Now, MY question. Since you seem to know your way around a soldering iron, Shawn, maybe you’ve got some idea why I seem to be going through an inordinate number of relays at position R203 in the main fusebox behind the passenger-side kick-panel. Examination seems to indicate the relay runs hot. When it fails, the mini-display goes blank with a “check gauges” error and the PCM remains offline (obviously, since R203 provides its power). Pulling and re-inserting the relay gets things going again most of the time, but eventually it needs to be replaced. I keep a spare or two on hand just in case.

      Last time it happened the relay was fairly new and the usual reinsert didn’t help so I rapped it a few times on a hard surface and reinserted. It’s been working ever since. Any clues?

      Thanks! Have five nice days.

  20. I’m dealing with this, dealer wants 831.41 to replace the shifting assembly! Needless to say, I’ll be looking at this myself this weekend!

    1. Please, Gavin, don’t forget to come back afterward and share whether you took the low-tech or higher-tech fix, and how it worked out for you.

      Zounds, $831.41 is an awful lot of money! The dealership wanted only (!) around $500 when I posted almost six years ago.

      Thanks for writing. We’re waiting to hear more.

  21. Great. 2005 f150.Shift interlock has broken 4 times.Bought truck new.American rigging override now.Thanks for info.Override procedure is in manual under transmission heading.

    1. Thanks for checkin’ in, Chandler.

      I’ll add that I haven’t had a bit of trouble to date with permanently hacking the override as described. Happy rigging.

      I’ve got a new article in the hopper, this one regarding a twenty-cent bushing that hold the cable-end to shift lever on the transmission. Watch for it!

    1. Hi Mark. Are you saying that the cruise control has some dependency on whether or not the shift lever will move out of Park? Please, tell us more.

      I haven’t noticed any issues with my cruise control. Knock wood.

  22. My shifter got stuck in park so my husband forced it out now I can’t get the key out but all the gears work they want to charge me $800 to fix it say it’s the shifter ass. Can anyone tell me what I can do before I spend that much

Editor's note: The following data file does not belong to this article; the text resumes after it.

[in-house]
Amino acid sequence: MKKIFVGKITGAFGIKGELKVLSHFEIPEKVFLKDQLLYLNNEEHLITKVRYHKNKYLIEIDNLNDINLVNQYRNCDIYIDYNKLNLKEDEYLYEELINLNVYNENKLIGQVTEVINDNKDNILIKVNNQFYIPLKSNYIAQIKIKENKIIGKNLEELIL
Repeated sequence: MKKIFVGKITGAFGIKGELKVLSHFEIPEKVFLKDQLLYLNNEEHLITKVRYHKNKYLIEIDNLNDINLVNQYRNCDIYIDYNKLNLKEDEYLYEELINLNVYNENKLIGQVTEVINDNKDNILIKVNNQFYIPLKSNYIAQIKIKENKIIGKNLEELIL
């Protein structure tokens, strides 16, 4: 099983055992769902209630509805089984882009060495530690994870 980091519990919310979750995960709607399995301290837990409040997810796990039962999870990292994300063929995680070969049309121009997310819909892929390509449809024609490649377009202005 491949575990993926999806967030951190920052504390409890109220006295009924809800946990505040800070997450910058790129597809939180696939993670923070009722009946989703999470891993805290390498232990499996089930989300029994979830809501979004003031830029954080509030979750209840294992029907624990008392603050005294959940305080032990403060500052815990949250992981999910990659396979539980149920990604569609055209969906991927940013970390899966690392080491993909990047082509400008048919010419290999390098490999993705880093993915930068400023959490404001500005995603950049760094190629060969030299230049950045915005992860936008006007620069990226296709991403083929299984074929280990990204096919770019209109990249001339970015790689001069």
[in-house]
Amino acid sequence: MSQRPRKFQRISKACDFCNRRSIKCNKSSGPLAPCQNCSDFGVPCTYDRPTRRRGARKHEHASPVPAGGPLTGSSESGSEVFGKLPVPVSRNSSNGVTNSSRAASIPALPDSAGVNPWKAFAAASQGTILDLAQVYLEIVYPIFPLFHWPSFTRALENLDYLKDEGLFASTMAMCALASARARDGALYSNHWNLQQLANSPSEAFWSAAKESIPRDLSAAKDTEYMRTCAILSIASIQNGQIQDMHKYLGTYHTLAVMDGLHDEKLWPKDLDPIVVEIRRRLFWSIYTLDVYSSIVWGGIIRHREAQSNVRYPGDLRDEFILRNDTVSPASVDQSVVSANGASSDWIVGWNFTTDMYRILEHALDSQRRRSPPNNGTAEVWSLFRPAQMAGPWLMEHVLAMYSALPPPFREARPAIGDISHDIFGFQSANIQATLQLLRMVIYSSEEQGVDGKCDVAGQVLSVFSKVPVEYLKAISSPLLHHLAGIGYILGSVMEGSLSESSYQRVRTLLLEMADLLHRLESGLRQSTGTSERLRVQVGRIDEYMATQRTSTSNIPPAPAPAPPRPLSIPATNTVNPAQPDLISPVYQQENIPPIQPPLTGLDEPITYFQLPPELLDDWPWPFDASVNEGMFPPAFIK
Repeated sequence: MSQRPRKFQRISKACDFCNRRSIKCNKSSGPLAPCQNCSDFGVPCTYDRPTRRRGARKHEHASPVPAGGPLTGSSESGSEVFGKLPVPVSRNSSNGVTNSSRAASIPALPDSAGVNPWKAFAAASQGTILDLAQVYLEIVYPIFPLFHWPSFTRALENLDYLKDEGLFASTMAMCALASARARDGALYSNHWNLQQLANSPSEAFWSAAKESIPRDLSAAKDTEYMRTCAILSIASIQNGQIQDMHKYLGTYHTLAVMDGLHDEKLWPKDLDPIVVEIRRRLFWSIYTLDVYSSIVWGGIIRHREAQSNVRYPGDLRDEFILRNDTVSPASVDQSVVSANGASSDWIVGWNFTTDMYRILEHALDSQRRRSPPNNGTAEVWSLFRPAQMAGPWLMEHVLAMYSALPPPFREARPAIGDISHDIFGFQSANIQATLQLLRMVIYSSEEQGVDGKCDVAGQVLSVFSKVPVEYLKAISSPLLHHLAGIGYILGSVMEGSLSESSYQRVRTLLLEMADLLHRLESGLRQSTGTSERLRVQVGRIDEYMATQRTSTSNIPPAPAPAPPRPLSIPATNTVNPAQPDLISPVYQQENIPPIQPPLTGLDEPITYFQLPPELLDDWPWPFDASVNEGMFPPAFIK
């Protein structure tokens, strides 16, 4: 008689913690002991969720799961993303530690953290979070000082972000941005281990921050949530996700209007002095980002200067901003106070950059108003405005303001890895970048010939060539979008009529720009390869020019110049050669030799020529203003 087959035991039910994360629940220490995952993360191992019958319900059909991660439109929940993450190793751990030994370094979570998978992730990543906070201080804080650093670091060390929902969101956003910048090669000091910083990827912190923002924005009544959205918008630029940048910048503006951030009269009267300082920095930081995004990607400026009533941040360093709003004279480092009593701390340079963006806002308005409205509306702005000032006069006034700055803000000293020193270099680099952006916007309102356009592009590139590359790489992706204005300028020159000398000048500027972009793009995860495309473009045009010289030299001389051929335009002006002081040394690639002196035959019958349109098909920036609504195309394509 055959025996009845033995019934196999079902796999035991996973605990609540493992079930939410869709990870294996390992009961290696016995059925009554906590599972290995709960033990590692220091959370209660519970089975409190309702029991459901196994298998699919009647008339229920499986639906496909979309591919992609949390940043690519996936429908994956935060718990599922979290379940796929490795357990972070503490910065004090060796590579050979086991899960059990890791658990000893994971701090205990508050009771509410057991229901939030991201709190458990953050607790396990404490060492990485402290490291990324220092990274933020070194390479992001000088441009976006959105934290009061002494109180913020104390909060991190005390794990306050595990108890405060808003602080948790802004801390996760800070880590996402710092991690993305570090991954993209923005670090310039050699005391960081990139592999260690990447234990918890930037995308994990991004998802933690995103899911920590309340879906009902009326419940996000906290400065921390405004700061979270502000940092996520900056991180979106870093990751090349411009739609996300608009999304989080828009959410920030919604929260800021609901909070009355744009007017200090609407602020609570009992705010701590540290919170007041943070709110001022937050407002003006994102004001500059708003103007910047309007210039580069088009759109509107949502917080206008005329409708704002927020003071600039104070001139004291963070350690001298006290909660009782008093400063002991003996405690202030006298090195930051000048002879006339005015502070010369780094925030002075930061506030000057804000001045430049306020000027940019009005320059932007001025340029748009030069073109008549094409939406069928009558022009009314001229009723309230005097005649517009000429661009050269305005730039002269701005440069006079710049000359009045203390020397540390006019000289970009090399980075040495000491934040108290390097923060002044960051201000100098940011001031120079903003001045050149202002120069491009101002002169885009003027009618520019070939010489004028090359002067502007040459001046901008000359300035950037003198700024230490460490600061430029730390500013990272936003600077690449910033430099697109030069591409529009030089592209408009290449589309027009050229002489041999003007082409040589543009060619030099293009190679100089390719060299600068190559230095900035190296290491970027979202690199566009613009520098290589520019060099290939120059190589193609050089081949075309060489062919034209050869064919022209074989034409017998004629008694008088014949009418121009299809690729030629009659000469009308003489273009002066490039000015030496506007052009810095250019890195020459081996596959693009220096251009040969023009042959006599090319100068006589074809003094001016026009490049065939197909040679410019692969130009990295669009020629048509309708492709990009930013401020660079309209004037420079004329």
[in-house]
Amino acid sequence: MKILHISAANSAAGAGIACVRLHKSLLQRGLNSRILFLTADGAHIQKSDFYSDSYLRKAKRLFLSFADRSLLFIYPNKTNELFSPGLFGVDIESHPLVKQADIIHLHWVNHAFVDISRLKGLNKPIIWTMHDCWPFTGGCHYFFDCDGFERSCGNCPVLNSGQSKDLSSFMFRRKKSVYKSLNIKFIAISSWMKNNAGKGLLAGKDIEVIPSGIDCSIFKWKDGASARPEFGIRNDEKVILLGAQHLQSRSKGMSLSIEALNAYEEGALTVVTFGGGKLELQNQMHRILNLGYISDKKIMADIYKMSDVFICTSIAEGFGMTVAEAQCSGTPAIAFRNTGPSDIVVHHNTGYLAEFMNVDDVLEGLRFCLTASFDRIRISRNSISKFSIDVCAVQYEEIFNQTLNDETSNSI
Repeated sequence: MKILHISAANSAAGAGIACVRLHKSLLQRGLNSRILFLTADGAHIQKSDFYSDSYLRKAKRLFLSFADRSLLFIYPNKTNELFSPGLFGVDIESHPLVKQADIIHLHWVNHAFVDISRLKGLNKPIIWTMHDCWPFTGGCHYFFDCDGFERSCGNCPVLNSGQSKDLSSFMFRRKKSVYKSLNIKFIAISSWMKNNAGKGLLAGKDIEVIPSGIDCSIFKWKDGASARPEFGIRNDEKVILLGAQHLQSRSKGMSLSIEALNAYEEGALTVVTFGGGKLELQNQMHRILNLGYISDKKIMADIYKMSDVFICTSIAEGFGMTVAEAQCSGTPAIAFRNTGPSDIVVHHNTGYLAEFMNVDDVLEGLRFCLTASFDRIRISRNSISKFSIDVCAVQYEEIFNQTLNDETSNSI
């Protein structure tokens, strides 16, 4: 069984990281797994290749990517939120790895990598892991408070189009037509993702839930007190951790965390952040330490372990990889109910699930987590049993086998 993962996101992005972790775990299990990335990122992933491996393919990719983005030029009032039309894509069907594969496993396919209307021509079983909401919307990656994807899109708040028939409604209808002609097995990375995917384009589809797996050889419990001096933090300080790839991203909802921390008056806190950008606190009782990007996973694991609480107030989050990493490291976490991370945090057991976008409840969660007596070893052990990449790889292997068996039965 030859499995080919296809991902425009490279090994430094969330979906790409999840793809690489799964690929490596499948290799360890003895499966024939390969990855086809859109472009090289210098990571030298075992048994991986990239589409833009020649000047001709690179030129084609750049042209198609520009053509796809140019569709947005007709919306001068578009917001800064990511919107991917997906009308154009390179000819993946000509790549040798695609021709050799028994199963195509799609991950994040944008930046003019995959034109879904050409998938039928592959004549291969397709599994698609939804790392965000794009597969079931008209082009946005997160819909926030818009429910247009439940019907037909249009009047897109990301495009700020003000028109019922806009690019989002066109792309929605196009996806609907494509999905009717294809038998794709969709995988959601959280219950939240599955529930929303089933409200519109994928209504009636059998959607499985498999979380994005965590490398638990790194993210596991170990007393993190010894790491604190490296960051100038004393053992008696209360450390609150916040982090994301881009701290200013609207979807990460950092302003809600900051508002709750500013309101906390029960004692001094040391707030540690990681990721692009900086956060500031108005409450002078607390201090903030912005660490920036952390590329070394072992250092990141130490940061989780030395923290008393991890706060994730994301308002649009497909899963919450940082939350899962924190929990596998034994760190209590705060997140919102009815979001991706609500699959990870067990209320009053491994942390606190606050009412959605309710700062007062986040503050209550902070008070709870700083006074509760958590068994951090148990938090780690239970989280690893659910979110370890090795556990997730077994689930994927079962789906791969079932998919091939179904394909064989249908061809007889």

1. This is a new one on me, Gina, but I’ll throw a couple of things out there anyway. Never know, something may help.

      The ‘stuck in Park’ problem, I’m told, stems from a problems with a tiny circuit board in the (my, that’s expensive!) shifter assembly. When the button on the shift lever is depressed it fires a relay which actuates a solenoid to move a latch that unlocks the lever, allowing you to move it out of Park. There’s a bit more sensing that’s going on, like you need to have your foot on the brake, and probably other stuff as well. All in the name of safety, of course. When all the sensed conditions are met the relay-solenoid-unlatch stuff happens. When that little circuit board has a problem, though, the conditions no longer matter and the unlatch thing never happens.

      My hack – er, fix – simply uses the documented bypass procedure to manually perform the unlatching. Sort of permanently. One could accomplish the same thing by manually performing the bypass every time. But that’s a hassle.

      (I should point out that someone, in the comments, provided a pretty good description of the circuit board and how he repaired a gone-cold solder joint, for a (much) more elegant fix than my hack. I haven’t tried it, but it sounded very, very reasonable.)

      Next, the stuck key. There’s another interlock that prevents the key from being removed unless the lever is in Park. I haven’t investigated further, but my guess is that it’s a physical linkage of some kind that prevents the key from turning counterclockwise to the point that it can be removed – UNLESS the shift lever is in the Park position.

      So, my worry is that your husband may have disturbed that linkage when he forced it out. That may have been an error. I’d have to examine the linkages to say for sure.

      At this point, if I were you, I’d have a good look at the linkages involved. When the lever goes into Park, make sure it goes fully into position. I know that mine can settle just shy of Park and the key won’t come out. The button on the lever won’t fully pop out either. Shoving the lever forward pops the button out and then the key comes out. If the parts are metal, look for something bent. If the parts are plastic, look for something broken. You may need to dig into the steering column to see what prevents the key from turning fully counterclockwise.

      In my opinion, there are WAY too many moving parts in there. Perceived safety be damned! Ptooey!

      Please let us know what you find, Gina.

Go ahead and say it.